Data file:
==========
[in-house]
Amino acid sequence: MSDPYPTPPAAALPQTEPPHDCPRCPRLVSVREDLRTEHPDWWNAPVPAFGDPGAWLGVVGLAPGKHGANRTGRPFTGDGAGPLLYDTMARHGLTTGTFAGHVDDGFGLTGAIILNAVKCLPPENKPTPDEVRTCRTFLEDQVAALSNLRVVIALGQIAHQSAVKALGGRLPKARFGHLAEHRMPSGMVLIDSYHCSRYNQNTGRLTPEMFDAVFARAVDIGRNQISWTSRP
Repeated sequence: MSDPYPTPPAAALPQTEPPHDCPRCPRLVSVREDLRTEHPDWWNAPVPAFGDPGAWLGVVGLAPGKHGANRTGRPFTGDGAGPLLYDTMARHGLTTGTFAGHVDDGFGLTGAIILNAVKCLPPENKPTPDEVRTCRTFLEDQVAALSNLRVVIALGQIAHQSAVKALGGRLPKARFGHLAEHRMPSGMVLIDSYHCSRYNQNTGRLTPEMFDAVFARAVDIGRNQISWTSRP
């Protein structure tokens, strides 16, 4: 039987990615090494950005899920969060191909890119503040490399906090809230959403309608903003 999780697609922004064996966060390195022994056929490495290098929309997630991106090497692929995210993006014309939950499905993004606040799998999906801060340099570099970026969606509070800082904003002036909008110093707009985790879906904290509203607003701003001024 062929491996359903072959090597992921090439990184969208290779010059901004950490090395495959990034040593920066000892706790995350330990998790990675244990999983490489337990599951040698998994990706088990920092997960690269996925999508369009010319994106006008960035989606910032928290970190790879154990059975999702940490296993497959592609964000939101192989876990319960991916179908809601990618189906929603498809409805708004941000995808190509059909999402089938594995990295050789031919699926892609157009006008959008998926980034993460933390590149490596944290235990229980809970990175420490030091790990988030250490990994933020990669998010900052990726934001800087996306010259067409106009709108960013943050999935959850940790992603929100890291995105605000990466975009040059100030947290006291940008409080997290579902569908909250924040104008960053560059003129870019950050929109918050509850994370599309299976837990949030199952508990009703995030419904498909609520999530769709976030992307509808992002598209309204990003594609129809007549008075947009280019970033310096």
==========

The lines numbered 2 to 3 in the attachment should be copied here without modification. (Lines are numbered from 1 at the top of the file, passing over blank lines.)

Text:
Amino acid sequence: MSDPYPTPPAAALPQTEPPHDCPRCPRLVSVREDLRTEHPDWWNAPVPAFGDPGAWLGVVGLAPGKHGANRTGRPFTGDGAGPLLYDTMARHGLTTGTFAGHVDDGFGLTGAIILNAVKCLPPENKPTPDEVRTCRTFLEDQVAALSNLRVVIALGQIAHQSAVKALGGRLPKARFGHLAEHRMPSGMVLIDSYHCSRYNQNTGRLTPEMFDAVFARAVDIGRNQISWTSRP
Repeated sequence: MSDPYPTPPAAALPQTEPPHDCPRCPRLVSVREDLRTEHPDWWNAPVPAFGDPGAWLGVVGLAPGKHGANRTGRPFTGDGAGPLLYDTMARHGLTTGTFAGHVDDGFGLTGAIILNAVKCLPPENKPTPDEVRTCRTFLEDQVAALSNLRVVIALGQIAHQSAVKALGGRLPKARFGHLAEHRMPSGMVLIDSYHCSRYNQNTGRLTPEMFDAVFARAVDIGRNQISWTSRP